In December 2018, Defra launched the Resources and Waste Strategywhich aimed to set out how the country can minimise waste, promote resource efficiency and move towards a circular economy.
The strategy touches on a number of functions that are the responsibility of local authorities, including food waste collection and recycling for households and businesses.
The Committee inquiry will look at the financial implications of the proposals for local authorities to meet increased standards for waste management.
It will also consider how appropriate a standardised approach to waste services will be, or if there are benefits for allowing a degree of local flexibility.
With budgets shrinking, and acute challenges elsewhere, is there capacity to tackle increased demands on waste services?
The Committee will also investigate how joint-working between layers of local government with responsibility for waste can be improved.
Launching the inquiry, Committee Chair Clive Betts MP said: “It is important that there is a comprehensive strategy to increase the levels of recycling. But ahead of placing greater responsibilities on local authorities we must first look at their ability to meet them. With budgets shrinking, and acute challenges elsewhere, is there capacity to tackle increased demands on waste services?
“We will also be looking at how appropriate a one-size-fits-all approach will be, and if there would be benefits to allowing local authorities some flexibility to meet the specific waste challenges in their area.”
The Committee is inviting submissions on:
- What the financial implications are for local authorities of the Government’s Waste Strategy.
- What the likely effects will be on the recycling rates of local authorities.
- How provisions in the strategy may affect existing contracts for waste collection and disposal.
- Should waste services be standardised across England or should there continue to be flexibilities for local authorities.
- What the opportunities are for closer joint-working between authorities, particularly in two-tier areas.
[UPDATE 25 March 14:15]
Adam Read, external affairs director at SUEZ recycling and recovery UK, said: “DCLG is right to check on the range of consultations underway to ensure local authorities have the capacity to tackle increased demand on waste and recycling systems – a consideration which lies at the heart of DEFRA’s interlinked proposals.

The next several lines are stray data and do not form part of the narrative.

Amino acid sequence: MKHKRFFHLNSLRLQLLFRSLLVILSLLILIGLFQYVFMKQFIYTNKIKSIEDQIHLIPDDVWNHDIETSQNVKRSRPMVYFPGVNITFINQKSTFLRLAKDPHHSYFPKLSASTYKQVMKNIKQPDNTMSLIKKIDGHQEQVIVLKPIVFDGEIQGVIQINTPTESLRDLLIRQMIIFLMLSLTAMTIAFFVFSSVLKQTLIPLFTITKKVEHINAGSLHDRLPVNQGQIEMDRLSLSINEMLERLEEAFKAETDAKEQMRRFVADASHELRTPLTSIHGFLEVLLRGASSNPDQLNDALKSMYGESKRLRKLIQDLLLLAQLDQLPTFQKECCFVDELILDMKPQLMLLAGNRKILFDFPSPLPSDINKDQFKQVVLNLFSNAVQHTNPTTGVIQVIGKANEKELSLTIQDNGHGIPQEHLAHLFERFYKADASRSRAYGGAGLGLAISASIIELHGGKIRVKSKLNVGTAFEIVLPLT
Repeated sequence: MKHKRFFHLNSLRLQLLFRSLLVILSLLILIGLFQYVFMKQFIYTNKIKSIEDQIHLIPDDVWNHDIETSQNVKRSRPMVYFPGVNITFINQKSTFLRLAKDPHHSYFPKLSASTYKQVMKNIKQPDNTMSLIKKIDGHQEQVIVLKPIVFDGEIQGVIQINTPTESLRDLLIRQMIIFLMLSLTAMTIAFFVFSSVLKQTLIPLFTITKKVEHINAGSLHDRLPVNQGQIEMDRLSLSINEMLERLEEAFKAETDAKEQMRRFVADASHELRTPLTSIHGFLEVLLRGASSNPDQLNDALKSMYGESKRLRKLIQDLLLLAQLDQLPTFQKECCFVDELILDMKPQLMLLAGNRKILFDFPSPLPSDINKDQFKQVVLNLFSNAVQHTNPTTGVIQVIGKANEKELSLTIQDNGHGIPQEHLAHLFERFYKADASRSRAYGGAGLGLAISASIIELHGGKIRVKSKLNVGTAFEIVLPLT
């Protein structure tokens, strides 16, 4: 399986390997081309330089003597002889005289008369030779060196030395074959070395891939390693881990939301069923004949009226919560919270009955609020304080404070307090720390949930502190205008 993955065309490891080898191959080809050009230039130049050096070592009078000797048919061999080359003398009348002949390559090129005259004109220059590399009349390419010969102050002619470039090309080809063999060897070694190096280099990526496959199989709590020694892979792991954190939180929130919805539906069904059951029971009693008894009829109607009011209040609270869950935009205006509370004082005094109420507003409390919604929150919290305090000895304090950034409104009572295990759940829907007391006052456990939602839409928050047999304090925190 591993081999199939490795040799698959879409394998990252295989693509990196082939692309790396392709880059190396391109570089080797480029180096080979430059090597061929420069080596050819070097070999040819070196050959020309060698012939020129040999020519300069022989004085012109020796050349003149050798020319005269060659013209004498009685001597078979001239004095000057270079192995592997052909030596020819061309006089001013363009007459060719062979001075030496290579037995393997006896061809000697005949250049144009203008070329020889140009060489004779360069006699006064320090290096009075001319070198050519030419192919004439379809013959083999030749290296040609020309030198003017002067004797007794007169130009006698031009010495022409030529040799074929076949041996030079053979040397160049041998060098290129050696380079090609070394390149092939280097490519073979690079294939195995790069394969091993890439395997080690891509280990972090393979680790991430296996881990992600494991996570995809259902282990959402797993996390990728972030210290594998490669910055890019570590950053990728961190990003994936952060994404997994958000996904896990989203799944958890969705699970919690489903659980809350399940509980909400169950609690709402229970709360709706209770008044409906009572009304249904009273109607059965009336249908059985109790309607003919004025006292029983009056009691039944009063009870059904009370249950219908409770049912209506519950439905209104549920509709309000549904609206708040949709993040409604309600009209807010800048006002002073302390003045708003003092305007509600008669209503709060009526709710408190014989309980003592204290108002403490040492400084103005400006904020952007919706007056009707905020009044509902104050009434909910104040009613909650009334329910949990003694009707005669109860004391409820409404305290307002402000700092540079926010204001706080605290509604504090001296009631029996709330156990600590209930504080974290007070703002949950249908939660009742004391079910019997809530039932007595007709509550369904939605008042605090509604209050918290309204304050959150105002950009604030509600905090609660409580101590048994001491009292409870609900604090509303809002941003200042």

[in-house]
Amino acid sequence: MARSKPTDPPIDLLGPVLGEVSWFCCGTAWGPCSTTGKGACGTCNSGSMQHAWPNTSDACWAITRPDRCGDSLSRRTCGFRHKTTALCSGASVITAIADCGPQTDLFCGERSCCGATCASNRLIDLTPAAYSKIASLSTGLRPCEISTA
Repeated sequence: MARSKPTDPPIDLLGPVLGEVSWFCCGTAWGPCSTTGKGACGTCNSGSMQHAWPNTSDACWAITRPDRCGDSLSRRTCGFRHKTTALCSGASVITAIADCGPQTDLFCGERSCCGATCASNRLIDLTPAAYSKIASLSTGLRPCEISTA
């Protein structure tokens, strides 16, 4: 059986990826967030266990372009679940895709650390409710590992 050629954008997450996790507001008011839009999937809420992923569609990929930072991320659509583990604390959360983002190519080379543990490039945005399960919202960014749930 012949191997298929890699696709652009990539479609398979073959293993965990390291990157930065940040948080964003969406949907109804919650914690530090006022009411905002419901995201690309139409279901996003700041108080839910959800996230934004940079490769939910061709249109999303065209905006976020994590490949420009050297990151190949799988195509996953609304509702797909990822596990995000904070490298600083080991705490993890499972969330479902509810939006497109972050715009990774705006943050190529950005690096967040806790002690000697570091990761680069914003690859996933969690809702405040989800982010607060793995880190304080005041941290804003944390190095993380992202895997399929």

“These could in part be funded by industry through extended producer responsibility schemes for packaging and raise between £0.5bn and £1bn a year for recycling and disposal. This would see industry pay higher fees if their products are harder to reuse, or recycle and incentivise more sustainable designs.
Adam Read – “Achieving a more harmonised system of collections should result from agreeing full net cost recovery producer responsibility schemes, to introduce a more consistent set of recyclable materials that can be harvested from all households and businesses.”
“DEFRA has also made it clear that it does not intend a ‘one-size-fits-all approach’ for all local authority domestic waste and recycling collections, rather the “flexibility” DCLG questions is an option DEFRA has put forward couched rather within an approach to ‘harmonise’ collection systems. Simplification is the aim, reducing the number of systems based on a local authority’s housing DNA, rather than reducing to one system for the whole country.
“Achieving a more harmonised system of collections should result from agreeing full net cost recovery producer responsibility schemes, to introduce a more consistent set of recyclable materials that can be harvested from all households and businesses. This should be accompanied by more consistent, clearer labelling on packaging so consumers know what they can recycle, to push up recycling rates.
“The more harmonised the entire system can become, from start to finish, the clearer and easier recycling will be for consumers.”